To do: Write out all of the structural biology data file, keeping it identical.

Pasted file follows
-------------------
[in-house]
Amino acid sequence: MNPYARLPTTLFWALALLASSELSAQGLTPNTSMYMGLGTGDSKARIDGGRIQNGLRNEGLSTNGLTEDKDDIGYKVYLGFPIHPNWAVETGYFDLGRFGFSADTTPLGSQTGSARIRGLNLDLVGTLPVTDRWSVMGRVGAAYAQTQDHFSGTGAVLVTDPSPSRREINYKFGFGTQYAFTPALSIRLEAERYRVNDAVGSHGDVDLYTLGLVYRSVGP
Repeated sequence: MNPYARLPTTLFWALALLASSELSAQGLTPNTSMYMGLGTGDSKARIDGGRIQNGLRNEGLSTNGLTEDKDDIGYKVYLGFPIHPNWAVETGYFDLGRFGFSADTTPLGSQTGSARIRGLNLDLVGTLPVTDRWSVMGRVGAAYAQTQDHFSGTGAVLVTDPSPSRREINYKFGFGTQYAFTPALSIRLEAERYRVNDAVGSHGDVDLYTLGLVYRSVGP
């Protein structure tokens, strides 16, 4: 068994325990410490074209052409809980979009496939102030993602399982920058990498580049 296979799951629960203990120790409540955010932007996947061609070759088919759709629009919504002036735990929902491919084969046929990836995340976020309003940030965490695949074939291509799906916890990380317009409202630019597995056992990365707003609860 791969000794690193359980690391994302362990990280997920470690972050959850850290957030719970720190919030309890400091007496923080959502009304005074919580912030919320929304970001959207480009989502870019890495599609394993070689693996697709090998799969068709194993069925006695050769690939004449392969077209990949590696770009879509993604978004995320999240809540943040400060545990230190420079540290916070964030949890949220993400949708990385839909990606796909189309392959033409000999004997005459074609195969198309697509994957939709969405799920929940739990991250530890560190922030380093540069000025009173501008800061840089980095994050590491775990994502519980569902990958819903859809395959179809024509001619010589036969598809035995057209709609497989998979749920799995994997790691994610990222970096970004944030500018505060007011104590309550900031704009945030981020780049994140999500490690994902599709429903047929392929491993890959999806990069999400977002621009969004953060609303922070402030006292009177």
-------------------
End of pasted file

[in-house]
Amino acid sequence: MNPYARLPTTLFWALALLASSELSAQGLTPNTSMYMGLGTGDSKARIDGGRIQNGLRNEGLSTNGLTEDKDDIGYKVYLGFPIHPNWAVETGYFDLGRFGFSADTTPLGSQTGSARIRGLNLDLVGTLPVTDRWSVMGRVGAAYAQTQDHFSGTGAVLVTDPSPSRREINYKFGFGTQYAFTPALSIRLEAERYRVNDAVGSHGDVDLYTLGLVYRSVGP
Repeated sequence: MNPYARLPTTLFWALALLASSELSAQGLTPNTSMYMGLGTGDSKARIDGGRIQNGLRNEGLSTNGLTEDKDDIGYKVYLGFPIHPNWAVETGYFDLGRFGFSADTTPLGSQTGSARIRGLNLDLVGTLPVTDRWSVMGRVGAAYAQTQDHFSGTGAVLVTDPSPSRREINYKFGFGTQYAFTPALSIRLEAERYRVNDAVGSHGDVDLYTLGLVYRSVGP
């Protein structure tokens, strides 16, 4: 068994325990410490074209052409809980979009496939102030993602399982920058990498580049 296979799951629960203990120790409540955010932007996947061609070759088919759709629009919504002036735990929902491919084969046929990836995340976020309003940030965490695949074939291509799906916890990380317009409202630019597995056992990365707003609860 791969000794690193359980690391994302362990990280997920470690972050959850850290957030719970720190919030309890400091007496923080959502009304005074919580912030919320929304970001959207480009989502870019890495599609394993070689693996697709090998799969068709194993069925006695050769690939004449392969077209990949590696770009879509993604978004995320999240809540943040400060545990230190420079540290916070964030949890949220993400949708990385839909990606796909189309392959033409000999004997005459074609195969198309697509994957939709969405799920929940739990991250530890560190922030380093540069000025009173501008800061840089980095994050590491775990994502519980569902990958819903859809395959179809024509001619010589036969598809035995057209709609497989998979749920799995994997790691994610990222970096970004944030500018505060007011104590309550900031704009945030981020780049994140999500490690994902599709429903047929392929491993890959999806990069999400977002621009969004953060609303922070402030006292009177």